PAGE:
Balker came down from the north and lived on the street.
He was young for his age. He started in the station where the train emptied him out, then moved out into a doorway near a bus stop. It was all right for a while. Then he met Verdigris and they went up to the High City together. Verdigris wasn’t that much older than Balker. They were about the same height, but Verdigris knew more. He came from somewhere in the city, he had always lived in Viriconium. He had bright red hair, an alcohol tan and a personalised way of walking. He could get a laugh out of anything. For a while Balker and Veridigris did well out of the tourists in the High City. But Verdigris’ lifestyle-choices moved him along quickly and he started to limp up and down the Terrace of the Fallen Leaves saying, “’I’m in bits, me!’” and showing people the big sore on his neck.
“Hey, look mate, I’m in bits!”
After Verdigris died, Balker stayed away from the other street people. They had a language all their own he never learned to speak, but he knew the same thing was happening to them as to him.
He knew the same thing was happening to everyone.
There were new rules in. New rules had come in, and everyone in Viriconium was in the same position. If you couldn’t look after yourself there was a new way to pay.
Sleeping on the street is hard, all the reasons for that are obvious. It’s never quiet. The police move you about, the mutual associations won’t leave you alone: everyone thinks the boroughs belong to them. You’re hungry, you’ve got a cough, there’s other stuff, it’s an endless list. No one sleeps well in a doorway. You get fragments of sleep, you get the little enticing flakes of it that fall off the big warm central mass. Wake up, and everything seems to have fallen sideways. You guess it’s four in the morning in November, somewhere at the foot of the Ghabelline Stair; but you could be wrong. Are you awake ? Are you asleep ? Rain swirls in the doorway. You’ve got a bit of fever and you can’t quite remember who you are. It’s your own fault of course. You wake up and he’s there in front of you, with his nice overcoat, or sometimes a nice leather jacket, to protect him from the weather. You never really hear his name, though he tells you more than once. He seems to know yours from the beginning.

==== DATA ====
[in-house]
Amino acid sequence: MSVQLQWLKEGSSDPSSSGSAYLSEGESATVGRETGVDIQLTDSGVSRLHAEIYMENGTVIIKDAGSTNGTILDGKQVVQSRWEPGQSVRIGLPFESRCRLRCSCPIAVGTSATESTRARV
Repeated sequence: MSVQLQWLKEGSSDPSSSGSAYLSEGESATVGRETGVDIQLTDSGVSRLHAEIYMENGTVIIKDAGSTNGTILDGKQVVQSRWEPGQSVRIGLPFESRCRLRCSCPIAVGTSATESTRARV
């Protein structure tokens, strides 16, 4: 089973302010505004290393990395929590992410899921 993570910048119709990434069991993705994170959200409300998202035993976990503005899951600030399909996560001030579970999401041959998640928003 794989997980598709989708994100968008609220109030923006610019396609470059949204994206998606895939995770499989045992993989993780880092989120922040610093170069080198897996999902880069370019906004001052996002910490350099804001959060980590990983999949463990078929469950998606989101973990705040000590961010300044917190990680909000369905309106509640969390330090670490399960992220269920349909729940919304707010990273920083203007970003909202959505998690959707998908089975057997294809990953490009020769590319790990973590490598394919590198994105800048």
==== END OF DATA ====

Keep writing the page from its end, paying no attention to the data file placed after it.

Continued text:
“Your health’s going,” he says. “You want to start now, before it goes too far.”
So he leaned into Balker’s doorway–maybe it was the night, maybe it wasn’t–and took Balker’s chin in his hand. He turned Balker’s face one way then the other. He was gentle, he even looked a bit puzzled, as if he was wondering why anyone would choose to live that way, what bad choices they must have made made to find themselves in a doorway at the foot of the Ghabelline Stair.
“You want to start now,” he repeated.
So Balker started. They took him to the place in the maze of streets below Mynned Saba. You’d get a meal afterwards, they said. You could expect your head to swim a bit, but come on: somebody in Balker’s condition was going to notice that ? In the end it was easy and it was a bit of money in your hand. It was a way of being responsible for yourself. It could be a beginning, they told him; or you could just leave it at that. But what Balker liked most was the warmth and the calm of the place. It was worth it just to lie down and not think about what to do next. Balker looked around and fell asleep. That was how it started for him, really. That was how his whole life started.